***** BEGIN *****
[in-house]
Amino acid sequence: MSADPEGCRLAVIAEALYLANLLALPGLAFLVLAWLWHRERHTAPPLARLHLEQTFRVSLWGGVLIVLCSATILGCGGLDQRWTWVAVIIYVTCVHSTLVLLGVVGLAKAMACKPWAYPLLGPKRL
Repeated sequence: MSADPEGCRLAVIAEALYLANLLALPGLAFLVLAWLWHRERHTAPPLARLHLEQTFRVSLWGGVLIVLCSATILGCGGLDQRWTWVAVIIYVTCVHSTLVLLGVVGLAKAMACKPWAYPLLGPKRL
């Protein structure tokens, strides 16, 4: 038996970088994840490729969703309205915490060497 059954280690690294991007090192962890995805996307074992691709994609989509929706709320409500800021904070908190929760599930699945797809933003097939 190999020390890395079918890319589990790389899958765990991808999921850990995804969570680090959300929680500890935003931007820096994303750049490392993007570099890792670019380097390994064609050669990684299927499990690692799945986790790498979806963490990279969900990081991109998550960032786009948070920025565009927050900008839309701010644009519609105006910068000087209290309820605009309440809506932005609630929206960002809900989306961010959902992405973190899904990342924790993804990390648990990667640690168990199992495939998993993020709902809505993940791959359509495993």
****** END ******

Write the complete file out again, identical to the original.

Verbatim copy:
[in-house]
Amino acid sequence: MSADPEGCRLAVIAEALYLANLLALPGLAFLVLAWLWHRERHTAPPLARLHLEQTFRVSLWGGVLIVLCSATILGCGGLDQRWTWVAVIIYVTCVHSTLVLLGVVGLAKAMACKPWAYPLLGPKRL
Repeated sequence: MSADPEGCRLAVIAEALYLANLLALPGLAFLVLAWLWHRERHTAPPLARLHLEQTFRVSLWGGVLIVLCSATILGCGGLDQRWTWVAVIIYVTCVHSTLVLLGVVGLAKAMACKPWAYPLLGPKRL
């Protein structure tokens, strides 16, 4: 038996970088994840490729969703309205915490060497 059954280690690294991007090192962890995805996307074992691709994609989509929706709320409500800021904070908190929760599930699945797809933003097939 190999020390890395079918890319589990790389899958765990991808999921850990995804969570680090959300929680500890935003931007820096994303750049490392993007570099890792670019380097390994064609050669990684299927499990690692799945986790790498979806963490990279969900990081991109998550960032786009948070920025565009927050900008839309701010644009519609105006910068000087209290309820605009309440809506932005609630929206960002809900989306961010959902992405973190899904990342924790993804990390648990990667640690168990199992495939998993993020709902809505993940791959359509495993």